Two key lessons emerge from history and psychology. One is that we must examine tyranny and resistance in tandem, never letting our concern with the one lead us to forget about the other. The second is that groups might sometimes be a source of tyranny, but they are always central to resistance.

These conclusions raise two obvious questions – the questions which led us to undertake our study:

First, when do people go along with oppressive groups? Second, when do people act as a group to challenge oppression?

In order to address these questions, we reasoned that it made sense to conduct a prison study like Zimbardo’s, because his study had produced powerful evidence of oppressive behaviour but had also revealed the seeds of resistance.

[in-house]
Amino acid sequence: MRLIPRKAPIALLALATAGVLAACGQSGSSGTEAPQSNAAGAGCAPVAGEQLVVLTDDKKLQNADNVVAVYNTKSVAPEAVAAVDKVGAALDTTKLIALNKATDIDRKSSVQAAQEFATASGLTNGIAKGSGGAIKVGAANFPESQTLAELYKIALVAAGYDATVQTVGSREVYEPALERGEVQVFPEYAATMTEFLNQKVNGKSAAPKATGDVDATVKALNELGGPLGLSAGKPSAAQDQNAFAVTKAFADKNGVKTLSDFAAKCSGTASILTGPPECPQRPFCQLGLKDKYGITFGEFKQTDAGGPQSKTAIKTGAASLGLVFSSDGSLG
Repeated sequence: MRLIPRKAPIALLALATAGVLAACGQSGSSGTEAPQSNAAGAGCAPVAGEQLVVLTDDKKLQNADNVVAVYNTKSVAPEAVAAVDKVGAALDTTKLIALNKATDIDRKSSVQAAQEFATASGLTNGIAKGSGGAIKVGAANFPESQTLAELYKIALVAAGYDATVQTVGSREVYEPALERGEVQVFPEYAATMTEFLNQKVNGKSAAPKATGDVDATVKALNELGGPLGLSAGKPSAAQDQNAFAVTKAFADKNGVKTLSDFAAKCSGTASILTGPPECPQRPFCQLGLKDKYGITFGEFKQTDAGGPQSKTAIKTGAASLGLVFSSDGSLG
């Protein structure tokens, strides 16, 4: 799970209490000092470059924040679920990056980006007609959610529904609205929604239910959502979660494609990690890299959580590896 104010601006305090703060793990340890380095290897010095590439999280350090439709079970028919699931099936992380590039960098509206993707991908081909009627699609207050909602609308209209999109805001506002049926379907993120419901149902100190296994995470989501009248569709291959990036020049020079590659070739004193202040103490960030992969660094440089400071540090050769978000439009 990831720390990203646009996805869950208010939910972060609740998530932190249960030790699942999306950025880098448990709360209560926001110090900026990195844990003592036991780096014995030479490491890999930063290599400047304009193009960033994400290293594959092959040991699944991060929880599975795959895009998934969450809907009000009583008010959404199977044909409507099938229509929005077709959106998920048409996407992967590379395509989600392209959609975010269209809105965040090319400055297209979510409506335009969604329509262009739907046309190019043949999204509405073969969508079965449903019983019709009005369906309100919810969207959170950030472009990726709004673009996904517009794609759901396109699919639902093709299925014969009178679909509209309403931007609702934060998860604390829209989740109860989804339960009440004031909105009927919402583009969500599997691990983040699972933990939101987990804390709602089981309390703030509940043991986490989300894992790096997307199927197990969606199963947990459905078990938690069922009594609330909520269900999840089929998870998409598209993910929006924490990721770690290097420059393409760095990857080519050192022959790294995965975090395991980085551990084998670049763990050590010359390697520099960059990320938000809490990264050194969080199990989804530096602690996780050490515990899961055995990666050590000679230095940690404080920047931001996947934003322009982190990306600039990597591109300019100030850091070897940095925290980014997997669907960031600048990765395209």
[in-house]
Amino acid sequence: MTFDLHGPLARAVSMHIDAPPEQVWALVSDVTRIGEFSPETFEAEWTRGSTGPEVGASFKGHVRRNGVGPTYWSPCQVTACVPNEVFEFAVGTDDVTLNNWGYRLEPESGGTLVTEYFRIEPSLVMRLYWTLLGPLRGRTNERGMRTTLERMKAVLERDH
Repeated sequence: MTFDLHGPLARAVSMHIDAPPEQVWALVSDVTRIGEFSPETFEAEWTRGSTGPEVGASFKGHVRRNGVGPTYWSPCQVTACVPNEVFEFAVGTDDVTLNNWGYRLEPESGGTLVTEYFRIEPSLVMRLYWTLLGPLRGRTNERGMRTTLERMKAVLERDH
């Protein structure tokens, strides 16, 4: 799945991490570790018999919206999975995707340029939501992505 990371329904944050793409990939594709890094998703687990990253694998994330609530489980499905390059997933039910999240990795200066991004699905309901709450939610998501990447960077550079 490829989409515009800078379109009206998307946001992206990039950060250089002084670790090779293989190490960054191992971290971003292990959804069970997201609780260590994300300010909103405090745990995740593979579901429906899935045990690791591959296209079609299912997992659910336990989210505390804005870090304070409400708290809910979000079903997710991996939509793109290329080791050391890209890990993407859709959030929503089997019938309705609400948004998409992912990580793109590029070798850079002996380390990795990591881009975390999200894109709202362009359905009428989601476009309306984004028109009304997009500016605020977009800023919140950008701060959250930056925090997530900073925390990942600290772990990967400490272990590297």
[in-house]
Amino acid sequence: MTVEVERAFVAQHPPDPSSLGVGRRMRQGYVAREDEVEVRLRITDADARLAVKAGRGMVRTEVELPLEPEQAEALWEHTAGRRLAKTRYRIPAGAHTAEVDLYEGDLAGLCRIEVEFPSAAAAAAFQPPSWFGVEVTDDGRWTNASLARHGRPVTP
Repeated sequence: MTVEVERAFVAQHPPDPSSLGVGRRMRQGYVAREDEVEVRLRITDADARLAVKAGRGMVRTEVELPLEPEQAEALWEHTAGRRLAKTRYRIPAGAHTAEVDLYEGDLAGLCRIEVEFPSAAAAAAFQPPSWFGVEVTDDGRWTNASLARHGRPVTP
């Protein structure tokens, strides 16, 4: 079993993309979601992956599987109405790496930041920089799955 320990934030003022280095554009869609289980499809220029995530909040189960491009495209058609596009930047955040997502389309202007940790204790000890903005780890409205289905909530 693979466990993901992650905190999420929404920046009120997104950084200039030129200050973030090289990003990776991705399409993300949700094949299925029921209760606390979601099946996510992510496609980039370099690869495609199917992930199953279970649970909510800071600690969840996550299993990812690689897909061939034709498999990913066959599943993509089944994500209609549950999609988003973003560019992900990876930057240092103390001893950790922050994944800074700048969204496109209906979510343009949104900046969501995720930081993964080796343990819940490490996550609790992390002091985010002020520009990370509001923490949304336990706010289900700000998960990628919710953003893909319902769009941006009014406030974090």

Hence the idea for the BBC Prison Study was born. We began the nine-month period of planning an experiment that was powerful enough to address issues of tyranny and resistance but ethical enough to pass stringent professional tests.

Planning for the BBC Prison Study took over 9 months

Planning for the BBC Prison Study took over 9 months